active Contents, linked notes, and proper ebook formatting. The contents of
Issue 2, December 2012, include:
• Historical Gloss and the
Separation of Powers
by Curtis A. Bradley and Trevor W. Morrison
Aggregate Litigation Goes Public: Representative Suits by State Attorneys
by Margaret H. Lemos
• Fixing Washington
Richard L. Hasen
• Ending Student Loan Exceptionalism: The Case
for Risk-Based Pricing and Dischargeability
In addition, several case
commentaries by students explore recent cases on Equal Protection as to gay
marriage, application of Miranda to Somali pirates, OSHA statutes of limitation,
Fourth Amendment applications to DNA searches, environmental law and greenhouse
gas rules, and willful blindness as "knowledge" in digital copyright law.
Finally, the issue includes a student study of a recent regulation regarding
health care reform.
The Harvard Law Review is offered in a digital edition for ereaders, featuring active Contents, linked footnotes, legible tables, and proper ebook formatting. This current issue of the Review is November 2012, the first issue of academic year 2012-2013 (Volume 126).
The November issue is the special annual review of the Supreme Court’s previous term. Each year, the issue is introduced by noteworthy andextensive articles from recognized scholars. In this issue, the Foreword is authored by Pamela Karlan, on “democracy and disdain.” Extensive Comments by Gillian Metzger and Martha Minow explore the Supreme Court’s decision on the Affordable Health Care Act and Chief Justice Roberts’s reasoning, while Stephanos Bibas discusses the gray market of plea bargaining and the potential involvement of neutral judges in the process.
In addition, the first issue of each new volume provides an extensive summary of the important cases of the previous Supreme Court docket, covering a wide range of legal, political and constitutional subjects.
• Article, "Music as a Matter of Law," by Joseph P. Fishman
• Article, "The Morality of Administrative Law," by Cass R. Sunstein & Adrian Vermeule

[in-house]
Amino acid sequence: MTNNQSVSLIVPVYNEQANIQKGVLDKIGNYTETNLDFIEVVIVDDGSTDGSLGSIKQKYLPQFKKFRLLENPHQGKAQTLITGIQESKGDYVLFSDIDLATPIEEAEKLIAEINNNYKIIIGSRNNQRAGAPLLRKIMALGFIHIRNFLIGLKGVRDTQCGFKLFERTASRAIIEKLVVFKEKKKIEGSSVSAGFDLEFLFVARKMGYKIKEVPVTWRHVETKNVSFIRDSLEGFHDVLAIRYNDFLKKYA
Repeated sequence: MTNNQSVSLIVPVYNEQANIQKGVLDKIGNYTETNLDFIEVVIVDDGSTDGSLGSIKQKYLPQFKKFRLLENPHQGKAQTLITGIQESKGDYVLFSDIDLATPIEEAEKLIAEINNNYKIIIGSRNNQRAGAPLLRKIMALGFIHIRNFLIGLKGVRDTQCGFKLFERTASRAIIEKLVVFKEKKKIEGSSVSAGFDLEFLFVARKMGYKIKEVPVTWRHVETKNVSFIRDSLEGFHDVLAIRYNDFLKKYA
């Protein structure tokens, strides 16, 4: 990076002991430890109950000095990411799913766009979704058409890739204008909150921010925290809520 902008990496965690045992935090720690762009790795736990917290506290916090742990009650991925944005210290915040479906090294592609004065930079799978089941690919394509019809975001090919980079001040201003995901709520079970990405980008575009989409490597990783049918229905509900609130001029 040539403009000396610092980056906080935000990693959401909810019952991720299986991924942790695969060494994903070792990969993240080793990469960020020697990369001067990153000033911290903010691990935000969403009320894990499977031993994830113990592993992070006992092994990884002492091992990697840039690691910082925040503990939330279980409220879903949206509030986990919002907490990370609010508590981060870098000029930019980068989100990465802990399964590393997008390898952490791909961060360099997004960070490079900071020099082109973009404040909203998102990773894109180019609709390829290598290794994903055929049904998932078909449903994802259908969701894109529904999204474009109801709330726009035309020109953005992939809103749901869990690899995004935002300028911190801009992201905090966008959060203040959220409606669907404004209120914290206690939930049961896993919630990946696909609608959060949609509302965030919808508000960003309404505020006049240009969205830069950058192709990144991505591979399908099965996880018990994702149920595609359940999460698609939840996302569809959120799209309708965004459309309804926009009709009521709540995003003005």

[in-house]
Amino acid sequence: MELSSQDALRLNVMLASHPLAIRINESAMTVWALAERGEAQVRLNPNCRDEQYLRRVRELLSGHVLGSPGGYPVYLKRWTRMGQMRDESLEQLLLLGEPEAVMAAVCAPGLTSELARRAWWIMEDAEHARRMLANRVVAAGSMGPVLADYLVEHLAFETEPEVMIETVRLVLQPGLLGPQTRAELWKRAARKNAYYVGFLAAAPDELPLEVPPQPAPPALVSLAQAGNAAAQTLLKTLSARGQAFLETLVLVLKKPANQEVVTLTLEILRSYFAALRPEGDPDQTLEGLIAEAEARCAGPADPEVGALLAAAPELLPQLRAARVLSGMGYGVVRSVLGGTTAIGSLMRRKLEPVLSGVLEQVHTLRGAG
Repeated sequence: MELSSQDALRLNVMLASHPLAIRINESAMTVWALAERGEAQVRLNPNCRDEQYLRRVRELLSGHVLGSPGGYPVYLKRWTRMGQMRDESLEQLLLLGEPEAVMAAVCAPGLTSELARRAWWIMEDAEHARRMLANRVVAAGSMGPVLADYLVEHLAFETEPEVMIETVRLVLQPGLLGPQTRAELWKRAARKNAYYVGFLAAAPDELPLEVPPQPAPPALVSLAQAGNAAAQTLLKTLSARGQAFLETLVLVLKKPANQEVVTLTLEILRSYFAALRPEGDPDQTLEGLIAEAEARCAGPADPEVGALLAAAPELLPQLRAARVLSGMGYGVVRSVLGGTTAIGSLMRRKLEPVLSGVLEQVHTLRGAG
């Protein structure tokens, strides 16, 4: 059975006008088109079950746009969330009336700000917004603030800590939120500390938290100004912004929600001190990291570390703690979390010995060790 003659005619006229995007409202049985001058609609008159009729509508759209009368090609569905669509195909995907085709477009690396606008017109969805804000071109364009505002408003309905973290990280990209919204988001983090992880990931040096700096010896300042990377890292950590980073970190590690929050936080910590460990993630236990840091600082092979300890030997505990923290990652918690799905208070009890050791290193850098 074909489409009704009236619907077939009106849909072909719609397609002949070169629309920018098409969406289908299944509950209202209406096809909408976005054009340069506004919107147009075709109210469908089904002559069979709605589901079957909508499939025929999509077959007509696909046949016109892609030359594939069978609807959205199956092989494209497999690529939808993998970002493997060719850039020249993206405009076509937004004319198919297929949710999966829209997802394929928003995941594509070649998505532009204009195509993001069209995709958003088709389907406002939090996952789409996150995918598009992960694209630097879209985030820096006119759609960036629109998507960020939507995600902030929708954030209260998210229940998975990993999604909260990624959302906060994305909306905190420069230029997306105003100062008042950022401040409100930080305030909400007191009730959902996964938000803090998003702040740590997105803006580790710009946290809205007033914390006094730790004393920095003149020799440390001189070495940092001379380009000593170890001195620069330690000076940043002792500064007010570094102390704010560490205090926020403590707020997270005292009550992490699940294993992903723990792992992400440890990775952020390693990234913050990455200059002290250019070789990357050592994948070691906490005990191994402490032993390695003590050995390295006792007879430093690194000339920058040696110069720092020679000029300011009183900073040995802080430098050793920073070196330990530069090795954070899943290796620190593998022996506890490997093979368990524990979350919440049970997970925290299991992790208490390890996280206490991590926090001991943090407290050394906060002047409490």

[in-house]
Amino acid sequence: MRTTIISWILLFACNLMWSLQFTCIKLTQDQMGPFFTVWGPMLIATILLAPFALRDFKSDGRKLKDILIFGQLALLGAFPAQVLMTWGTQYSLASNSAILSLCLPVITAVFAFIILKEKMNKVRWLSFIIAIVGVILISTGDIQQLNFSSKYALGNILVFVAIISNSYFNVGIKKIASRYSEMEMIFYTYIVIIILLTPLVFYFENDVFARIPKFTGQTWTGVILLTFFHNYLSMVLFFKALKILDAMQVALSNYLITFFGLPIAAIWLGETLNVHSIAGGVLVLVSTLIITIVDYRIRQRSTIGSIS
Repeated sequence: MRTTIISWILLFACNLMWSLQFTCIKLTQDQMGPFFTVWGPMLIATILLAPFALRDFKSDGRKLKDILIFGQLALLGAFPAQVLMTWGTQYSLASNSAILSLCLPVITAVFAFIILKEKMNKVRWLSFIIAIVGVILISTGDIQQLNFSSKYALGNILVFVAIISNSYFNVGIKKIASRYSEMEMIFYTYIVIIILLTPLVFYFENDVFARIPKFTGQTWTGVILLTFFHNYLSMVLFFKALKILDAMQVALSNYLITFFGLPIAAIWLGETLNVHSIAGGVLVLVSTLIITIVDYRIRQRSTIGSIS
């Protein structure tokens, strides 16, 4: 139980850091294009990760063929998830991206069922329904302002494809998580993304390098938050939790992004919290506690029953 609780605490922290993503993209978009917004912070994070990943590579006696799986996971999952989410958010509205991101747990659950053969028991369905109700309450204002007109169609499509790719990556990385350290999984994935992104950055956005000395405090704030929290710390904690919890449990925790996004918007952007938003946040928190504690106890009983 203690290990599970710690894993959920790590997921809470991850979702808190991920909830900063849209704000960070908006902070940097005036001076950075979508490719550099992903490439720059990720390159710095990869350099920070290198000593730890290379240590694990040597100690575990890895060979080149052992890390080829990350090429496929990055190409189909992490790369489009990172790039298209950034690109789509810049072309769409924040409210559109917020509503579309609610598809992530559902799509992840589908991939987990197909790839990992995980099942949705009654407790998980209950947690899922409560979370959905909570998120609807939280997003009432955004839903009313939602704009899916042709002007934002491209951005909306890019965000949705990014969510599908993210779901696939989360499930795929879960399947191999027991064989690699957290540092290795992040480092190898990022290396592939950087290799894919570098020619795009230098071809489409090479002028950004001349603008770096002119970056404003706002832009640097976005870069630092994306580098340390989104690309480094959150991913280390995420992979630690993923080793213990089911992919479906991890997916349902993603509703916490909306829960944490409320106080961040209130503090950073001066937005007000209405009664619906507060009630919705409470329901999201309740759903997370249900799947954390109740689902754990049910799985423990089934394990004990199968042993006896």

• Book Review, "The Black Police: Policing Our Own," by Devon W. Carbado & L. Song Richardson
• Note, "Section 230 as First Amendment Rule"
In addition, the issue features extensive student commentary on Recent Cases, including such subjects as: a recent ruling that bystanders have a First Amendment right to record police but granting qualified immunity to police officers involved; whether a local (Massachusetts) drone ordinance is preempted by an FAA regulation; whether there is irreparable injury from a state's (Alabama's) lack of notice to people with felony convictions upon their re-enfranchisement; whether a state law (from South Dakota) is unconstitutional in requiring internet retailers without a physical presence in the state to remit sales tax (an issue currently before the U.S. Supreme Court); estate planning and digital inheritance, and whether personal representatives may provide lawful consent for the release of a decedent's emails; and finally whether a district court may use the policy of public understanding of the opioid epidemic to deny a plea bargain. The Harvard Law Review is offered in a quality digital edition, featuring active Contents, linked footnotes, active URLs, legible tables, and proper eBook and Bluebook formatting. This current issue of the Review is May 2018, the 7th issue of academic year 2017-2018 (Volume 131). The Review is a student-run organization whose primary purpose is to publish a journal of legal scholarship. It comes out monthly from November through June and has roughly 2400 pages per volume. Student editors make all editorial and organizational decisions.